BARTOLO COLON is 38. He is not the best-conditioned pitcher on the planet. Bart's playing field should be a lily pad. He should be zapping flies, not breaking bats.
By 2009, the right arm that won the American League Cy Young Award in 2005 hung limp as a soup-kitchen dishrag. His elbow was shot. His rotator cuff was torn. The labrum had seen better days. The guy's MRI showed so many loose bodies, it looked like a 1950 TV test pattern.
It hurt like hell when he tried to throw. The rest of the time it was just a dull ache. When he threw a bullpen, kids would yell, "Hey, Bartolo, if it hurts don't throw it." That disaster of an arm led to elbow surgery and kept him out of baseball last season.
Clearly, it was the end of the line. Not to mention, he was almost grotesquely out of shape, not that he wore a Body by Pujols in his best days.
Colon was Joe Blanton XXX with better mechanics and a wicked fastball. But all that weight, all that effort it took him to throw in the mid-90s had worn him down.
In other words, he was exactly the kind of train wreck a Boca Raton, Fla., orthopedic surgeon named Dr. Joseph R. Purita looks for. A perfect candidate for stem-cell surgery that would do for fat and bone-marrow cells what Dr. Robert Jobe did for the ulnar-tendon transplant that was named for the guinea pig, Dodgers lefthander Tommy John.
Dr. Purita had done successful stem-cell surgery before, but he had included injections of human growth hormone - banned by Major League Baseball. The idea of the HGH was not to turn the patient into Barry Bonds - indeed, Dr. Purita claims he has never used HGH on a baseball or football player - it was to hasten the healing process.
He knew that once Colon asked one of his Dominican Republic associates if he could try the procedure as a career last resort, it would have to be done without HGH. MLB's knee-jerk reaction to the new procedure would be extreme enough without having to ask the PED cops for an exemption.
A team of stem-cell docs headed by Dr. Purita performed the surgery on Colon in the Dominican Republic last summer. They harvested fat - no problem there - and healthy cells from the pitcher's bone marrow and infused it into his bum elbow and ravaged shoulder. Dr. Purita worked pro bono.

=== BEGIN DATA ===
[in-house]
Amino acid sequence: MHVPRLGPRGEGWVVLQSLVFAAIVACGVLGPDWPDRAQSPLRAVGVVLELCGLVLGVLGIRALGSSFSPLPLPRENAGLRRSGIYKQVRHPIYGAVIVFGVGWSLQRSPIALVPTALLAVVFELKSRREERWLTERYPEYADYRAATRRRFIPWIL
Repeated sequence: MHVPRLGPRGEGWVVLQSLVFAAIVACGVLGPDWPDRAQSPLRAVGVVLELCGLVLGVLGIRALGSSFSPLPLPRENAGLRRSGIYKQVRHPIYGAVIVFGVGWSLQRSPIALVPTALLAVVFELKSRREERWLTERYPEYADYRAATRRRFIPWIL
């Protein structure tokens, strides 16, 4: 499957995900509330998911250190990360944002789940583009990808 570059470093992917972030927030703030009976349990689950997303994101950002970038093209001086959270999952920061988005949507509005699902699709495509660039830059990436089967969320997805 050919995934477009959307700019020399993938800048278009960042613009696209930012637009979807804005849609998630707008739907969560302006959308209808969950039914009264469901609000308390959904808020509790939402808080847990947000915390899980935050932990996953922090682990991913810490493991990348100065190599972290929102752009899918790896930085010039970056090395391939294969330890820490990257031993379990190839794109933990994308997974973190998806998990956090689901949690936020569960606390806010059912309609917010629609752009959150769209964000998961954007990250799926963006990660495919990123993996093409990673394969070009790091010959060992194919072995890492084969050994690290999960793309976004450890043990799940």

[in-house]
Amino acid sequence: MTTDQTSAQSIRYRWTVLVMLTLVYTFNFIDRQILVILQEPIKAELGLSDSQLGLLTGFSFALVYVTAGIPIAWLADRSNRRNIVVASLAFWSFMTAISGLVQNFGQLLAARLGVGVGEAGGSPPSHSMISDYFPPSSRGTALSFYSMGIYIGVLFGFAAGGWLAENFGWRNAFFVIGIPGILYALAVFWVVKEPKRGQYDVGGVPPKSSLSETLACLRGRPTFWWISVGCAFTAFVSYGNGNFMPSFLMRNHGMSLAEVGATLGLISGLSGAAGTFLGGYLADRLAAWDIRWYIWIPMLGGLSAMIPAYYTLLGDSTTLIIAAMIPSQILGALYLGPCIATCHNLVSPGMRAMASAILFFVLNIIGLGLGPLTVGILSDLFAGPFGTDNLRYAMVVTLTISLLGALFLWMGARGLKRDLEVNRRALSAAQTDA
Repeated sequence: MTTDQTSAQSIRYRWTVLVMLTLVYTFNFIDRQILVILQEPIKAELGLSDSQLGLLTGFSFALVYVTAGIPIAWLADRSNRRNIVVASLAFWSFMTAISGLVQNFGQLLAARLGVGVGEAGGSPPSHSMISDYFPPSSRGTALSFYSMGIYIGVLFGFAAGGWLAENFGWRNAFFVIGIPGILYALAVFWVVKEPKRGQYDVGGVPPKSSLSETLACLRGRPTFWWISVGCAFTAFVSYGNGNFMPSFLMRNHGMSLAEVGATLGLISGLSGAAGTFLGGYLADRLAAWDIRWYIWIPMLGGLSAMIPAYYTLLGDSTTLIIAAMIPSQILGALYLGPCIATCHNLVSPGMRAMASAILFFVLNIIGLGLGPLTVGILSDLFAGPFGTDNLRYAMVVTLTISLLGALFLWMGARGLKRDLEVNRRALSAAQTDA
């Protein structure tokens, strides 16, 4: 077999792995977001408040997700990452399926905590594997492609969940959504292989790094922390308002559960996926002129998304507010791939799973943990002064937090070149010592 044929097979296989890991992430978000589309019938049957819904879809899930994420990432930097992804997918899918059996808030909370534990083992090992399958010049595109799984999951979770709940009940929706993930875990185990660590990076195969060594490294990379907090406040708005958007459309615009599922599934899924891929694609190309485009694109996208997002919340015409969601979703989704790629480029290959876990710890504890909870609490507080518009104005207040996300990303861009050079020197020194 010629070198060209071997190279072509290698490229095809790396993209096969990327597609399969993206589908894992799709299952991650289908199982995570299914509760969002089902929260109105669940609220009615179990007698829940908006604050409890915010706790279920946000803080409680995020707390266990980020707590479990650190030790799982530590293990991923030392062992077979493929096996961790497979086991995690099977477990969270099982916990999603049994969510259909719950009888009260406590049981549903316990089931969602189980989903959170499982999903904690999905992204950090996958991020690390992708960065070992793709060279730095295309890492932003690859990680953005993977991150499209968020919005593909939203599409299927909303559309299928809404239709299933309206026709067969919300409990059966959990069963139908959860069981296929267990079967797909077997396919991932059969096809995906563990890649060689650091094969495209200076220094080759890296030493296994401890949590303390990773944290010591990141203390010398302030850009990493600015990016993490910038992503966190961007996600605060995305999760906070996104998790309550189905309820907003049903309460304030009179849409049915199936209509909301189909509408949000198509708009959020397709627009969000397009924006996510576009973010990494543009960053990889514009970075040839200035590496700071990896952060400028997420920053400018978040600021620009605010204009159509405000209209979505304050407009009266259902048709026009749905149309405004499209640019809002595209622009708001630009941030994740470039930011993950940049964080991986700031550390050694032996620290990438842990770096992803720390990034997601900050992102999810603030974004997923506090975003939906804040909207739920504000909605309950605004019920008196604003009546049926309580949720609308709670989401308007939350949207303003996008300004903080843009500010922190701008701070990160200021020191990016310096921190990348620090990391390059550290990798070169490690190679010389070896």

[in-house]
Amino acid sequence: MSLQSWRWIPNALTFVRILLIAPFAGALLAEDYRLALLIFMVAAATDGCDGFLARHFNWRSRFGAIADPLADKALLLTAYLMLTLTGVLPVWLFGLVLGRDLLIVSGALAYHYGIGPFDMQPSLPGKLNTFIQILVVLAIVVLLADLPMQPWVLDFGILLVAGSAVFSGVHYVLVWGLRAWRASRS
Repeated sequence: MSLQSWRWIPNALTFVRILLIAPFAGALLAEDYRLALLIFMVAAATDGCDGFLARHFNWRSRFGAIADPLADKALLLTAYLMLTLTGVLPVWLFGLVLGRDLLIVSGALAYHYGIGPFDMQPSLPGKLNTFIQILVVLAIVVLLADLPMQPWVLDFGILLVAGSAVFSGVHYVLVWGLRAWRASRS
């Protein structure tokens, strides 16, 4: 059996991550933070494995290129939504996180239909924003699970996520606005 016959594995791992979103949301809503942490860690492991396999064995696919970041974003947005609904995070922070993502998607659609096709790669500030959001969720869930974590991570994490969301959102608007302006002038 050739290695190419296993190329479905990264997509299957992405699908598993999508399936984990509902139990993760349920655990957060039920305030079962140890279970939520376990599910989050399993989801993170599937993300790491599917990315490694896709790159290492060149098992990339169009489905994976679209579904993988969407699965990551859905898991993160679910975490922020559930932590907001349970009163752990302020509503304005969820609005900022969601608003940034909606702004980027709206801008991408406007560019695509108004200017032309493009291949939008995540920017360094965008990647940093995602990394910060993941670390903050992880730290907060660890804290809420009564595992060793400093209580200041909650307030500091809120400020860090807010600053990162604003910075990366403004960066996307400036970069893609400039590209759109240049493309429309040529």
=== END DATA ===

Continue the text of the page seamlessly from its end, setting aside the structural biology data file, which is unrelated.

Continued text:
The rest is exciting history. The Yankees sent a delegation to the DR last winter and they were amazed that Colon, hardly in pitching shape, was throwing fastballs in the low 90s.
Amid a lot of what-the-hell-can-they-be-thinking reaction, they signed Bartolo. Yankees general manager Brian Cashman says that when they signed Colon, they had no knowledge he had undergone the stem-cell procedure and didn't learn about it until recently. I guess when Colon started hitting 95 mph on a regular basis, Cashman figured he better alert MLB.
The stem-cell infusion went from minor miracle to Lourdes level Monday when Colon shut out the Oakland A's with a complete game four-hitter. No walks, six strikeouts, 103 pitches. Fastball hit 97 mph, right up with where he was in 2005 when he won 21 games.
If you've plugged into the implications of all this, then you should be giddy with hope and surmise.
Weird Science has just taken an order for a completely healthy Chase Utley on a silver home plate. There he is in 2012 with a right patella tendon that has been regenerated to 100 percent of normal function by stem-cell infusion.
And no more barely tickling 90 for Brad Lidge. If a 38-year-old whale like Colon can get back his 97 mph mojo, why can't Charlie Manuel's former closer get back the fastball-fire and slider-brimstone he had when he was unhittable in Houston?
Here's Blanton showing up for spring training 2012 with a healthy arm, the elbow injuries healed, his soupbone as strong as when he was just a big old farm boy fogging the ball from that pitching version of the missionary position - straight up and down.
Chipper Jones is battling the right-knee miseries again. He had a cortisone shot 2 weeks ago, but can't have another one for months. Could stem cell be his fountain of youth? A once-and-for-all solution for the chronic arm problems of brilliant young Miami ace Josh Johnson? A procedure that will make the more invasive Tommy John and its year-plus rehab time obsolete?
On the first day of Phillies minor spring training nearly 3 months ago, Tyson Gillies, the controversial young centerfielder acquired in the Cliff Lee trade with Seattle, blew out his hamstring again running a post-scrimmage wind sprint. Yesterday afternoon, the legally deaf Canadian finally began a rehab assignment in an extended spring training game. Could stem-cell regeneration restore Gillies' race-horse legs to their factory settings?
Ah, but best to curb our enthusiasm while MLB's medical big brains ascertain if this is on the up-and-up. The same group of surgeons doing the stem-cell stuff is also doing platelet-enrichment therapy that may or may not include the use of HGH.
If the procedure Dr. Purita and his Dominican team performed was as described - taking fat and healthy bone-marrow cells and injecting them into a damaged shoulder and elbow - how different is that physically and ethically from Tommy John?
It sounds to me like the future of sports medicine just became the now. And welcome to it.
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